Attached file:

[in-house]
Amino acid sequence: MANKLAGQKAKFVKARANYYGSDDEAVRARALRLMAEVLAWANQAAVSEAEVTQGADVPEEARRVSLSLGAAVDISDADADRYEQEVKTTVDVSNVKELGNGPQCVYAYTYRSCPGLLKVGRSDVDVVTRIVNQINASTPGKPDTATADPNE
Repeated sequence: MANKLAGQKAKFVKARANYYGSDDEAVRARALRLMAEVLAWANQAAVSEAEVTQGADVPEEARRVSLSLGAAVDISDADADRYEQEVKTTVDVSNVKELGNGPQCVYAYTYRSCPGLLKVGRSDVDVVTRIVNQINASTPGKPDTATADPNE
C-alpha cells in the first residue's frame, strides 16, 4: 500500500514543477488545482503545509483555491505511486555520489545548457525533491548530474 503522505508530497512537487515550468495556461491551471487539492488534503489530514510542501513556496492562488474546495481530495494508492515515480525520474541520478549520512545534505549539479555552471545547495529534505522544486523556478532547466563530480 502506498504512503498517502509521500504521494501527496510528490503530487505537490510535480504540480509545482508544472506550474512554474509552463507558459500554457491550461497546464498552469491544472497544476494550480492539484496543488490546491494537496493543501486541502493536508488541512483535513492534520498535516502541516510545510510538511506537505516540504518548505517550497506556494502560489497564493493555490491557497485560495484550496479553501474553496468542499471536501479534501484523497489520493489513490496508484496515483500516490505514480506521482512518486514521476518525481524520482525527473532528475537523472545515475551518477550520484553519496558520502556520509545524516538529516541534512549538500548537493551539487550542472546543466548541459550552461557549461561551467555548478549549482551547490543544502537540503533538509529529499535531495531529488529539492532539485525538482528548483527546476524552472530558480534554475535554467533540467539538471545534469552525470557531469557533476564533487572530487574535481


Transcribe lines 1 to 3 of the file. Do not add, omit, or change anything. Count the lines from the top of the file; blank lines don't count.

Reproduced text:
[in-house]
Amino acid sequence: MANKLAGQKAKFVKARANYYGSDDEAVRARALRLMAEVLAWANQAAVSEAEVTQGADVPEEARRVSLSLGAAVDISDADADRYEQEVKTTVDVSNVKELGNGPQCVYAYTYRSCPGLLKVGRSDVDVVTRIVNQINASTPGKPDTATADPNE
Repeated sequence: MANKLAGQKAKFVKARANYYGSDDEAVRARALRLMAEVLAWANQAAVSEAEVTQGADVPEEARRVSLSLGAAVDISDADADRYEQEVKTTVDVSNVKELGNGPQCVYAYTYRSCPGLLKVGRSDVDVVTRIVNQINASTPGKPDTATADPNE